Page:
the first Royal Navy ship of that name, was ordered on 9 December 1916
as part of the 10th Order of the 1916–1917 Naval Programme and was laid
down by John I. Thornycroft & Company at Woolston, Hampshire,
England, on 28 March 1917. Launched on 16 March 1918, she was completed
on 14 May 1918 and commissioned the same day. Her original pennant
number became G40 in June 1918, it was changed to D98 during the
In 1919 Wolsey served with
the 4th Destroyer Flotilla in the Baltic. She was with the Home Fleet
in 1920 but transferred to the Mediterranean in 1921. In 1926 she went
to the China station and was pivotal in preventing the Chinese from
taking over the British river steamer SS Kutwo
after she collided with a Chinese troop carrying launch which sank in
the Yangtze River. She returned to the Mediterranean and went into
reserve at Malta in 1928.
HMS Wolsey was taken out of
reserve in 1938 and converted to a WAIR anti-aircraft destroyer at the
Royal Navy Dockyard at Valletta, Malta. Wolsey
was still undergoing her conversion and refit when war began on 3
September 1939. In January 1940 she began post-conversion acceptance
trials and pre-deployment work-ups at Malta. With all work completed on
21 January 1940, her pennant number was changed to L02, and she was
selected for service in home waters.
After her arrival at Liverpool, Wolsey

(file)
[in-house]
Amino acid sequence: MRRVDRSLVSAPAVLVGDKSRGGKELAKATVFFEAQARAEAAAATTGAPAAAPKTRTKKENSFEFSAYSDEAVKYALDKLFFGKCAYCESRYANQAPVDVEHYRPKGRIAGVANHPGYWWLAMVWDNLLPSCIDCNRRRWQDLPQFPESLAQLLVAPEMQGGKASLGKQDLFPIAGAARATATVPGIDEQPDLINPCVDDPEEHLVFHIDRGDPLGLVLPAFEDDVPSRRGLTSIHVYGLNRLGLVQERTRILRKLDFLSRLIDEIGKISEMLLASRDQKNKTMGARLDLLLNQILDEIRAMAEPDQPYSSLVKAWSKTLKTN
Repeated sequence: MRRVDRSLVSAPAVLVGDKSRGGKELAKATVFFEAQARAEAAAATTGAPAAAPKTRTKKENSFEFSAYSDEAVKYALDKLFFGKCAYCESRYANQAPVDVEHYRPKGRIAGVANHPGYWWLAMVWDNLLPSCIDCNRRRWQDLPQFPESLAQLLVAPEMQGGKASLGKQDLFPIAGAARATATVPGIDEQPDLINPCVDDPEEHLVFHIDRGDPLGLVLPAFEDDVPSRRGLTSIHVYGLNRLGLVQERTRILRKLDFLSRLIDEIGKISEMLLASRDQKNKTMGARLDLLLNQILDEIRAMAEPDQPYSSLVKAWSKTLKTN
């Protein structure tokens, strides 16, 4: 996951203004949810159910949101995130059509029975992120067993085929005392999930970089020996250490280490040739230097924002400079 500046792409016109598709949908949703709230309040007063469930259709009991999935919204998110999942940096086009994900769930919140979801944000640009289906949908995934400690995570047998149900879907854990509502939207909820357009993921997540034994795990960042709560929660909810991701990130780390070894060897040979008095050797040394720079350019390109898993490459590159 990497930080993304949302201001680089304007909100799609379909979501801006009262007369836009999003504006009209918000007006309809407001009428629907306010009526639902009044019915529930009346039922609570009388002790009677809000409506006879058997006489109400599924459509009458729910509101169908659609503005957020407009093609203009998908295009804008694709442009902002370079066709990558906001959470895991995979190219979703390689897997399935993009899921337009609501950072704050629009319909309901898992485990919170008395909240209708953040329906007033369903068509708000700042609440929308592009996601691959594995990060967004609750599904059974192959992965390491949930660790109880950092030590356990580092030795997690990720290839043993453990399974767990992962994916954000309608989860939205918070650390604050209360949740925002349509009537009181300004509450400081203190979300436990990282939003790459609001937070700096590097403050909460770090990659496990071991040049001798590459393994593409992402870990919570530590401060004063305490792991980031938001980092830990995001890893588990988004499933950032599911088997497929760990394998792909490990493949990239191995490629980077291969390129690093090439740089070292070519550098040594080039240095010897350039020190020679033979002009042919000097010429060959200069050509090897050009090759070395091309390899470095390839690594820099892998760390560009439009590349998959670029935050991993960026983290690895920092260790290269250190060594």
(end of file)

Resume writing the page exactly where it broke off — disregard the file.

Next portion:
was assigned to Western Approaches Command and began convoy escort and
patrol duty in the Western Approaches. On 10 May 1940, she was
transferred to Dover Command to support Allied military operations
during the German offensive into France, Luxembourg, Belgium, and the
Netherlands that began that month. She was one of two WAIR converted V
& Ws which took part in Operation Dynamo which brought the troops of the BEF back from the beaches and North Mole at Dunkirk. She collided with the SS Roebuck near Bray Beach off Dunkirk at 0730 on 31 May.
Wolsey entered the Royal Navy
Dockyard at Plymouth on 3 June for repairs. Upon completion, she began
convoy defence operations and anti-invasion patrols in the North Sea in
July 1940. In August 1940, she returned to convoy escort duty in the
Western Approaches under Western Approaches Command.
In January 1941, Wolsey was
transferred to the Rosyth Escort Force based at Rosyth, Scotland, to
escort coastal convoys in the North Sea and Northwestern Approaches. By
October 1941, these duties increasingly included operations to
intercept German motor torpedo boats – S-boats, known to the Allies as
"E-boats" – before they could attack the east coast convoys from Rosyth
to the Thames. Wolsey was
"adopted" by the civil community of Spennymoor in County Durham,
England, in a Warship Week national savings campaign in December 1941.
She continued on convoy escort and patrol duty in the North Sea without
further major incident until the surrender of Germany in early May
After Germany's surrender, Wolsey supported Allied forces reoccupying Norway, and on 14 May 1945 she accompanied HMS Wolfhound to Stavanger. She joined the V & W destroyer HMS Vivacious (D36) in escorting minesweepers as they cleared the entrance to Stavanger.
Cdr. Cecil Athos Newcome Chatwin, RN (Dec 1939 - 16 Feb 1940)
Lt.Cdr. Colin Henry Campbell, RN (16 Feb 1940 - 12 Jan 1942)
Lt. Thomas Frederick Taylor, RN (12 Jan 1942 - Jul 1943)
Lt.Cdr. Sydney Alexander Cuthbert, RN (Jul 1943 - 31 Dec 1943)
Lt. Frederick William Hayden, RN (31 Dec 1943 - mid 1945)
Gunner F.W. Benoy (joined 2 Feb 1940) Lt G. Blackler, the XO (28 Nov 1939) Temp Surg Lt RNVR R Dowie (joined 11 April 1940)
S.Lt J.W. France RNVR(joined 20 Nov 1939)